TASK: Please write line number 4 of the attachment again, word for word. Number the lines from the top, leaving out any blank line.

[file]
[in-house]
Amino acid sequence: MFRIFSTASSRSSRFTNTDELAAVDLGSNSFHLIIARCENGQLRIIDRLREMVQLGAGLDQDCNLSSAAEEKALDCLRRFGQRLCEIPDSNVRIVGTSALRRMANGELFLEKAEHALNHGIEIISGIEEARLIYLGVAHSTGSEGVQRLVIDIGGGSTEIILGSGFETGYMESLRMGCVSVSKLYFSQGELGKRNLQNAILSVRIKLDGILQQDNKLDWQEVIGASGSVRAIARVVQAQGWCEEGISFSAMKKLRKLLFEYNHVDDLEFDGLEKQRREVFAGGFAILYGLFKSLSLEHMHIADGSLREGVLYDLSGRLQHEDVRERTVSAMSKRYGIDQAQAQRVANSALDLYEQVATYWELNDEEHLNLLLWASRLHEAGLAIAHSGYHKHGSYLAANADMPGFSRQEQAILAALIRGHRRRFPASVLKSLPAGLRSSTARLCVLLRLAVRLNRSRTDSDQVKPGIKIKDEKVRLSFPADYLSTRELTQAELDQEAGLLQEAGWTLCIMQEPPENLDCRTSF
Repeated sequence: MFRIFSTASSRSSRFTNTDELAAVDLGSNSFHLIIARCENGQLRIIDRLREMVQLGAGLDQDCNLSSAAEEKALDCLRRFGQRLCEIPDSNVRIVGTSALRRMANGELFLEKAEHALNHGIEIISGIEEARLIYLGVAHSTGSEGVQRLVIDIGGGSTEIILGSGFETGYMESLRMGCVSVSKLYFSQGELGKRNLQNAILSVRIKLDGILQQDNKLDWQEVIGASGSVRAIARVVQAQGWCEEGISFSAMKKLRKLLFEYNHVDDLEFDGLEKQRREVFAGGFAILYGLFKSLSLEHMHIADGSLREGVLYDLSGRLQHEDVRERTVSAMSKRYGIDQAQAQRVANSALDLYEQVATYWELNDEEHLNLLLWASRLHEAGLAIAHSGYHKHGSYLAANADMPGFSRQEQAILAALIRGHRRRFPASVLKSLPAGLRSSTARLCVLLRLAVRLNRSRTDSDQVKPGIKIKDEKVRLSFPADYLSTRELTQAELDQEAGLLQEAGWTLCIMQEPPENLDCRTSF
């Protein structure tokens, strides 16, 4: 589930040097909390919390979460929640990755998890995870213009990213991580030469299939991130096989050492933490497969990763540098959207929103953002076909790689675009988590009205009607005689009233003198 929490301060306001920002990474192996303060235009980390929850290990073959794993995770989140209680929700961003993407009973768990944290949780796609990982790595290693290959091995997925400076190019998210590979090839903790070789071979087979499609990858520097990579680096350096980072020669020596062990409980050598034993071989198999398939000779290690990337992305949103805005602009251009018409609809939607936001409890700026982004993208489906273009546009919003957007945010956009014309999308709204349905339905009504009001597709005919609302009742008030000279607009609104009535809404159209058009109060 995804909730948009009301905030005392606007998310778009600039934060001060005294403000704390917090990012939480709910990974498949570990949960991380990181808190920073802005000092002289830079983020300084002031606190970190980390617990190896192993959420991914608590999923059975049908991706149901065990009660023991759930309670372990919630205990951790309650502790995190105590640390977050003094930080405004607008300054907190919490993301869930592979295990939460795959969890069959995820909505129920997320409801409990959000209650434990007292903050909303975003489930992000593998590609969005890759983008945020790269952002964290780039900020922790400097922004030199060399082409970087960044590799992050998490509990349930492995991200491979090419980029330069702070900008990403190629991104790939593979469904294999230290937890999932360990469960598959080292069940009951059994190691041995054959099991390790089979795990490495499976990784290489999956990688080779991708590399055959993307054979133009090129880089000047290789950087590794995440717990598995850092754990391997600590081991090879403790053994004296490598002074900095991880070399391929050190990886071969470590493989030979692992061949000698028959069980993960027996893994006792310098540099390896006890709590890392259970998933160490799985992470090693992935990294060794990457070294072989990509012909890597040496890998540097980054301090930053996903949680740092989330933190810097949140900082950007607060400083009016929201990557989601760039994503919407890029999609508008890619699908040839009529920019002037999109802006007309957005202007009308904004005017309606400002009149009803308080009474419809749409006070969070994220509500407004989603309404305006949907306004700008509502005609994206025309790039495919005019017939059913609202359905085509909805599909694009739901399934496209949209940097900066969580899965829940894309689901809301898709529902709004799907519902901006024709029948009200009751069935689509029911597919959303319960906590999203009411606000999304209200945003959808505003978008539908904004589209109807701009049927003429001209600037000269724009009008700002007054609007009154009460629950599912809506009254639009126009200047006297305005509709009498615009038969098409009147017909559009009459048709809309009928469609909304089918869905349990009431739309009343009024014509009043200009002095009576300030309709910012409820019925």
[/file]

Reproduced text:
């Protein structure tokens, strides 16, 4: 589930040097909390919390979460929640990755998890995870213009990213991580030469299939991130096989050492933490497969990763540098959207929103953002076909790689675009988590009205009607005689009233003198 929490301060306001920002990474192996303060235009980390929850290990073959794993995770989140209680929700961003993407009973768990944290949780796609990982790595290693290959091995997925400076190019998210590979090839903790070789071979087979499609990858520097990579680096350096980072020669020596062990409980050598034993071989198999398939000779290690990337992305949103805005602009251009018409609809939607936001409890700026982004993208489906273009546009919003957007945010956009014309999308709204349905339905009504009001597709005919609302009742008030000279607009609104009535809404159209058009109060 995804909730948009009301905030005392606007998310778009600039934060001060005294403000704390917090990012939480709910990974498949570990949960991380990181808190920073802005000092002289830079983020300084002031606190970190980390617990190896192993959420991914608590999923059975049908991706149901065990009660023991759930309670372990919630205990951790309650502790995190105590640390977050003094930080405004607008300054907190919490993301869930592979295990939460795959969890069959995820909505129920997320409801409990959000209650434990007292903050909303975003489930992000593998590609969005890759983008945020790269952002964290780039900020922790400097922004030199060399082409970087960044590799992050998490509990349930492995991200491979090419980029330069702070900008990403190629991104790939593979469904294999230290937890999932360990469960598959080292069940009951059994190691041995054959099991390790089979795990490495499976990784290489999956990688080779991708590399055959993307054979133009090129880089000047290789950087590794995440717990598995850092754990391997600590081991090879403790053994004296490598002074900095991880070399391929050190990886071969470590493989030979692992061949000698028959069980993960027996893994006792310098540099390896006890709590890392259970998933160490799985992470090693992935990294060794990457070294072989990509012909890597040496890998540097980054301090930053996903949680740092989330933190810097949140900082950007607060400083009016929201990557989601760039994503919407890029999609508008890619699908040839009529920019002037999109802006007309957005202007009308904004005017309606400002009149009803308080009474419809749409006070969070994220509500407004989603309404305006949907306004700008509502005609994206025309790039495919005019017939059913609202359905085509909805599909694009739901399934496209949209940097900066969580899965829940894309689901809301898709529902709004799907519902901006024709029948009200009751069935689509029911597919959303319960906590999203009411606000999304209200945003959808505003978008539908904004589209109807701009049927003429001209600037000269724009009008700002007054609007009154009460629950599912809506009254639009126009200047006297305005509709009498615009038969098409009147017909559009009459048709809309009928469609909304089918869905349990009431739309009343009024014509009043200009002095009576300030309709910012409820019925």